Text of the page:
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Schools repairs, maintenance and vandalism

Schools repairs, maintenance and vandalism

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The Government’s $6.5 million school repair and renovation programme is now in full swing, and not a moment too soon. Last academic year, leaks and other hazardous conditions had been reported at several of our schools, with things getting so bad that the St Vincent and the Grenadines Teachers Union (SVGTU) advised their members to withdraw their services in at least one case.

When one considers that over 90 schools will benefit from the repair program, $6.5 million is but a drop in the pan. We however welcome this exercise and at the same time call for a more comprehensive ongoing program of maintenance so that the situation at schools and other public buildings will not deteriorate to the state that some of them have.

The last time Government undertook such a comprehensive school repair program was in 2001, a few months after the Unity Labour Party took office. At that time, the nationwide school repair program involved roofing, ceiling, plumbing, electrical and other renovations at 71 schools. Eighteen years is a long time in between major repair programs, so it is expected that there would have been significant wear and tear on the facilities at the schools, especially those that are frequently used by the public for social and other events.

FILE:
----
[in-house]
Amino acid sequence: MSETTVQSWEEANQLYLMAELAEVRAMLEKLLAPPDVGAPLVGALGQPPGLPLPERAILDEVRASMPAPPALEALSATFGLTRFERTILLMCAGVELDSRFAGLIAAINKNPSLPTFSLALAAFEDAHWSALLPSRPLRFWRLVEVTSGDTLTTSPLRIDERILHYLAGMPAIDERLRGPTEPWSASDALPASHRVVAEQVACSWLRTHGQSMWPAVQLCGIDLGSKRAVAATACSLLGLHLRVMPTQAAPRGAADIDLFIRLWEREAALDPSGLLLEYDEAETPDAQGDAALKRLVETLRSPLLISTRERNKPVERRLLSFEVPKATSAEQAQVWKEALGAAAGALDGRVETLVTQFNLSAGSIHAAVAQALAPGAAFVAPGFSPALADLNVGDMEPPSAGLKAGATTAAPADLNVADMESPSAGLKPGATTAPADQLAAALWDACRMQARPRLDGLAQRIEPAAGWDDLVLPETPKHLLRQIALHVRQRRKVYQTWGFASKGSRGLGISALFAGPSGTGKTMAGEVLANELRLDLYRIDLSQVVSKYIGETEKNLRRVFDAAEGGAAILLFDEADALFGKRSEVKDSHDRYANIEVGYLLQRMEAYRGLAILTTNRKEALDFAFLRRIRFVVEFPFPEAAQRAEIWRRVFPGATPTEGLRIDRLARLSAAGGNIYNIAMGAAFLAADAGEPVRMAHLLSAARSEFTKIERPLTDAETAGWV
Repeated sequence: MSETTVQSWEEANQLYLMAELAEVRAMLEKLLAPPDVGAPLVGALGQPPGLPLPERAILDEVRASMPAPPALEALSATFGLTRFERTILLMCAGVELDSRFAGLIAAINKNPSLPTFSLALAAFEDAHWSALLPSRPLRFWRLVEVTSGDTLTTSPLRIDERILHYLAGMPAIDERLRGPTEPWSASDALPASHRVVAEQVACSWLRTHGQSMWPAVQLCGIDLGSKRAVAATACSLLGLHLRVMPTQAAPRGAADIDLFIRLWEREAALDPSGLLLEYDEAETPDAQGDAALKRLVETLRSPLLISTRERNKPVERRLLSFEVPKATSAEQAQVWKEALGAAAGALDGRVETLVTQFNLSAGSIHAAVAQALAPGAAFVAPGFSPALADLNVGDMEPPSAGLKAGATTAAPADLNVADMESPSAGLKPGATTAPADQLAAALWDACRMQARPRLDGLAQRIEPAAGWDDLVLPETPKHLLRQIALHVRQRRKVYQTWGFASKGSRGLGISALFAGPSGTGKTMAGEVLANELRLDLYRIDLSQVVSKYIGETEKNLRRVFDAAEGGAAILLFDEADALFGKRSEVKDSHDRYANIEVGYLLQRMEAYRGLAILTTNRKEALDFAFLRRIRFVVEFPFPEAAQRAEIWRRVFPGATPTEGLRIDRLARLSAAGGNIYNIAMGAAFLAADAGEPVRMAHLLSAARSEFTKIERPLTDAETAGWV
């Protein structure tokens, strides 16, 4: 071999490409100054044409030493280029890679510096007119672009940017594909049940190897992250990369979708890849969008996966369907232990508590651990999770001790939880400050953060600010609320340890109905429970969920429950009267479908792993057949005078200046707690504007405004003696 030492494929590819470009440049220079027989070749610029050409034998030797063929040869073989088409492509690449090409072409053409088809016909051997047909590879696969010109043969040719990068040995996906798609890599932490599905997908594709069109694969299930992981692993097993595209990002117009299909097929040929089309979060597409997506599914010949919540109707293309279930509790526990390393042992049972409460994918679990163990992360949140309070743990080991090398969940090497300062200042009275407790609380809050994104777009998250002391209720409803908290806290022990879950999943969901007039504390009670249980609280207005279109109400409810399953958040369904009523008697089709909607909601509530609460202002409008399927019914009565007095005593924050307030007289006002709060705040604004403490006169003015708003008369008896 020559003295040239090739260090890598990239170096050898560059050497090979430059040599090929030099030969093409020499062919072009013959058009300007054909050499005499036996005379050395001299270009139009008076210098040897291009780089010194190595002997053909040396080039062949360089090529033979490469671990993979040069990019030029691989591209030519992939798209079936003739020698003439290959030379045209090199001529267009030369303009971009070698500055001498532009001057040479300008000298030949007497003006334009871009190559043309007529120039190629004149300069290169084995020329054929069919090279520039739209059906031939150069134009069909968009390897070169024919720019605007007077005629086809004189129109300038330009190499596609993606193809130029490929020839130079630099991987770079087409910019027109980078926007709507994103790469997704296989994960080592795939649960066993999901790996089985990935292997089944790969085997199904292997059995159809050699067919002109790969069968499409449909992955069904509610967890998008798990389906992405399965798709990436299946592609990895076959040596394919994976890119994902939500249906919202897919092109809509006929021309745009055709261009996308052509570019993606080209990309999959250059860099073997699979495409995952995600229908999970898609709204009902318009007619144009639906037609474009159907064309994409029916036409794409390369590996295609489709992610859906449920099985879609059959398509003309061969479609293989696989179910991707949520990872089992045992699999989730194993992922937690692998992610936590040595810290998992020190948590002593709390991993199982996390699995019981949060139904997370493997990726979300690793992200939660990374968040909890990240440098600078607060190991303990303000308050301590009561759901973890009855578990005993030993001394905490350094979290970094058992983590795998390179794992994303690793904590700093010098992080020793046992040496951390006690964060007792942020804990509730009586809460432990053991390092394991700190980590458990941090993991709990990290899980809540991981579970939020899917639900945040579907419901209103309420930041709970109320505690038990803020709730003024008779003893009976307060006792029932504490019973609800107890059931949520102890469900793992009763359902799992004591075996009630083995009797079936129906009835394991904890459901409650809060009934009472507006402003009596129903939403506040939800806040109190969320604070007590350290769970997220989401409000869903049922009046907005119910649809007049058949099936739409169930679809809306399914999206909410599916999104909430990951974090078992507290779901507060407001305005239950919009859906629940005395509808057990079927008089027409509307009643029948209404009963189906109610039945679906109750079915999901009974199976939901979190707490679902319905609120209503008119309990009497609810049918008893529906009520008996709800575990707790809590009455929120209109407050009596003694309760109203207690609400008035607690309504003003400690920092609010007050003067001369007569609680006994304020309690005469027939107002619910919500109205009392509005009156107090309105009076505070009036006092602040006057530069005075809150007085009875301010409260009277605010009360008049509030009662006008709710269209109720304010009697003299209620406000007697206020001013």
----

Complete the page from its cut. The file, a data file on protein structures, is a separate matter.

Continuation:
But, not all of the damage and deterioration at the school plants was unavoidable, a fact that veteran educator Philbert John has frequently drawn to the attention of the public. He is using the occasion of the 2019 schools repair program to call for the implementation of a coordinated and sustained anti-vandalism program in our schools to significantly reduce the level of wanton destruction of furniture, fixtures and equipment that has been taking place.

SEARCHLIGHT lends its support to John’s call, because for such a program to be successful, an all hands on deck approach will be needed.

At first glance, it may be perceived that all that is needed is for teachers to be more vigilant and for students and members of the public to be more responsible. There is more to it than that, as there must be deterrents and penalties that are easily implementable at the school level, as well as a system to hold parents accountable and financially responsible for the damage their children do. At present, school administrators have very few options in terms of disciplinary measures they may use for those who wilfully destroy school property, as the school regulations are unclear.

Additionally, principals are hesitant about calling in the police, as damage to public property is a criminal offence and this hard line approach may not be desirable in all cases.

So let us begin the national conversation on the prevention of vandalism in schools. We must rid our society of the mentality that Government property has no value and is easily replaceable. There are far too many yet unmet needs in our country for our limited financial resources to be diverted to remedy situations that are highly avoidable.

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